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When the IMF begins to rethink fiscal multipliers… January 25, 2013

Posted by WorldbyStorm in British Politics, Economy, European Politics.
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…it’s probably best for politicians to reconsider their adherence to ‘austerity’. As Larry Elliott notes in the Guardian yesterday no such luck in the UK where George Osborne is stubbornly wedded to ‘deficit reduction’ at seemingly all costs, up to and including a triple dip recession (see the latest figures from the UK economy, not looking great in that respect).
Elliott draws attention to the fact that the IMF’s chief economist Olivier Blanchard is concerned over Osborne’s approach:

Three factors probably lie behind Blanchard’s decision to go public with his concerns. The first is that the IMF, while supporting the need for budget deficits to be reduced, believes action should not be so aggressive as to derail growth. The second reason is that it has done some recent work on fiscal multipliers – the knock-on effects of tax and spending changes on the wider economy – and found them more powerful than it previously thought. The third reason, obviously, is that Osborne’s forecasts of a recovery lurking just around the corner have proved totally wrong. The economy has flatlined for the past two years and if the City is right about the fourth quarter 2012 growth figures there will be fears of a triple-dip recession this winter.

But let’s be clear. Much the same can be said about the European wide orthodoxy on this matter. We hear much the same stuff in this polity.
In a way, and this follows on from posts earlier this week, it exemplifies the confusion (and quite a deliberate one at that) between the use of austerity as a methodological tool and an ideological crowbar used to rework the socio-economic dispensation existing across much of the EU and to the satisfaction of neo-liberalism.

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Comments»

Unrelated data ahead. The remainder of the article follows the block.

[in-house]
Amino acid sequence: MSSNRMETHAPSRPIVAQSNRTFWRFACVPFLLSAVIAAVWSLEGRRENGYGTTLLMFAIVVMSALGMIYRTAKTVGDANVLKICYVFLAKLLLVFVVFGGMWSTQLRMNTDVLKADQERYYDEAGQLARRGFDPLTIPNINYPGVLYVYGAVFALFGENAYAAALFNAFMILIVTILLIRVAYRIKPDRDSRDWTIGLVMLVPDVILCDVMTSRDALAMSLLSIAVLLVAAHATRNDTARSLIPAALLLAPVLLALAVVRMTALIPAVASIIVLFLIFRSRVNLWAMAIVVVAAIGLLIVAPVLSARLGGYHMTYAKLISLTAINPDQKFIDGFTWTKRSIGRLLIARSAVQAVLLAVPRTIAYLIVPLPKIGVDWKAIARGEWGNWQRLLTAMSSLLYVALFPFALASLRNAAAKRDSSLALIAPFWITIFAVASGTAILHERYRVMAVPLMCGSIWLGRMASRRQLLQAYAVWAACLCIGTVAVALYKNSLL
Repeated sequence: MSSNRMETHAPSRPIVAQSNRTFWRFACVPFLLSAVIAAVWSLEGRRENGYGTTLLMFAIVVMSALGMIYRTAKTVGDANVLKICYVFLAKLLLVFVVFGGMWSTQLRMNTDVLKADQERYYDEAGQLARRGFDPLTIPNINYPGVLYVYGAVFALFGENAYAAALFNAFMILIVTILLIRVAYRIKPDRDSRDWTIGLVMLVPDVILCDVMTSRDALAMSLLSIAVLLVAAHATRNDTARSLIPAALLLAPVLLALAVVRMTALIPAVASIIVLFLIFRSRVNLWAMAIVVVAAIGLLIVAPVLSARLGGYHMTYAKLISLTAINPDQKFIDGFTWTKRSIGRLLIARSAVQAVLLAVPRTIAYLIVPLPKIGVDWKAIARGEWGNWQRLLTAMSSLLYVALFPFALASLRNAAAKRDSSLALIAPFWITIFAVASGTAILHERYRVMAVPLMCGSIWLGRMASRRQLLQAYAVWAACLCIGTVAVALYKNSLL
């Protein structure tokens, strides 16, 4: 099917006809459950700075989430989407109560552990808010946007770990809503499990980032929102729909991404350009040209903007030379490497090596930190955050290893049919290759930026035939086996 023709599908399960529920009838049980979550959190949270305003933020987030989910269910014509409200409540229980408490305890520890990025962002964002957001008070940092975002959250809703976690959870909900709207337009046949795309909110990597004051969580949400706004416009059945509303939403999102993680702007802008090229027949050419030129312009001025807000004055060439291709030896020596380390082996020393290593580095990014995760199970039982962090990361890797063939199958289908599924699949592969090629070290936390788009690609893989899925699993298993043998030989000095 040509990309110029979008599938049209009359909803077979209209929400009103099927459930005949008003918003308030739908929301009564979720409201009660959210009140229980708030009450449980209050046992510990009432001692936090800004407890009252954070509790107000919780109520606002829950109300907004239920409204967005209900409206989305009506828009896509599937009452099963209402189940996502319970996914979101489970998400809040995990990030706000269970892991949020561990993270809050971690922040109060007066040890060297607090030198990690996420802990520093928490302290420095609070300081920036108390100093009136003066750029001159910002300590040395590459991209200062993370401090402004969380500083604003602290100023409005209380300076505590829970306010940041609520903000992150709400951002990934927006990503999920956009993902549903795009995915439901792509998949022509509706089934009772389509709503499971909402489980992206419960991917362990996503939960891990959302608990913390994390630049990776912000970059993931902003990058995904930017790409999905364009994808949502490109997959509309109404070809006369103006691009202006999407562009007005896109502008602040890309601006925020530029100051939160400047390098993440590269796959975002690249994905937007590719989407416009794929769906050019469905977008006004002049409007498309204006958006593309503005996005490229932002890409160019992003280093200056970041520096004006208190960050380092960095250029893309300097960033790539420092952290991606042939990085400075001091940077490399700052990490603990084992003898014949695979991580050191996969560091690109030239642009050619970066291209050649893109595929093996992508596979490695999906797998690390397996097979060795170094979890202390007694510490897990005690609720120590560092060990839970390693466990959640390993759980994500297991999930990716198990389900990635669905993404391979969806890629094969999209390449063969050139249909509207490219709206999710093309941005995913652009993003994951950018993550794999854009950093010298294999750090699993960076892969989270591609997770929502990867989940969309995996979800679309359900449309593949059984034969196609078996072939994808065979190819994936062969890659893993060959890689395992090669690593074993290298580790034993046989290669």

1. ejh - January 26, 2013

Me, I’d like two things.

One is for the IMF to actually call for a rethink where it’s really hurting, to wit in Greece, Ireland, Italy, Portugal and Spain. We’re a wafer-thin mint away from six million unemployed in Spain, a million of these having been added since the labour market reforms (“brave” according to Ms Lagarde) were introduced. Do I hear the IMF saying enough is enough in Spain? I do not.

Two, for people like Elliott (who I admire) to hold off from their “the IMF is right” spiels until this happens.

WorldbyStorm - January 26, 2013

I think it’s more a case of if even the IMF is saying halt then the orthodoxy is now blatantly political rather than that the IMF is ‘right’. Here the IMF has played an expedient ‘good cop’ to the ECB and the Commission’s ‘bad cop’. But somehow the hoops remain as difficult to jump through. So I’d definitely agree that the IMF has zero credibility in its actual as distinct from rhetorical pronouncements.

CL - January 26, 2013

Any economist who becomes the chief economist for the IMF is an orthodox, conventional economist. Orthodoxy reconciled Keynes and the neoclassicals a long time ago; it is known as the neoclassical synthesis.
This is why conservative economists such as former Reagan advisor Martin Feldstein can criticize the Obama stimulus for being too small.
It is why Olivier Blanchard can murmur about ‘excess fiscal consolidation’
http://www.businessspectator.com.au/bs.nsf/Article/markets-world-growth-financial-system-fiscal-cliff-pd20130125-49V82?OpenDocument&src=sph
It is also why Larry Summers in Davos can call for a more softly softly approach to deficit reduction
http://blogs.reuters.com/chrystia-freeland/2013/01/25/davos-prescriptions-for-the-u-s-economy/

It is true that the Germans have been more influenced by the Austrian school than by the Anglo-American neoclassical synthesis, but the Austrians are not neoclassicals, and some historians of economic thought even place them outside the ‘orthodox’ camp.


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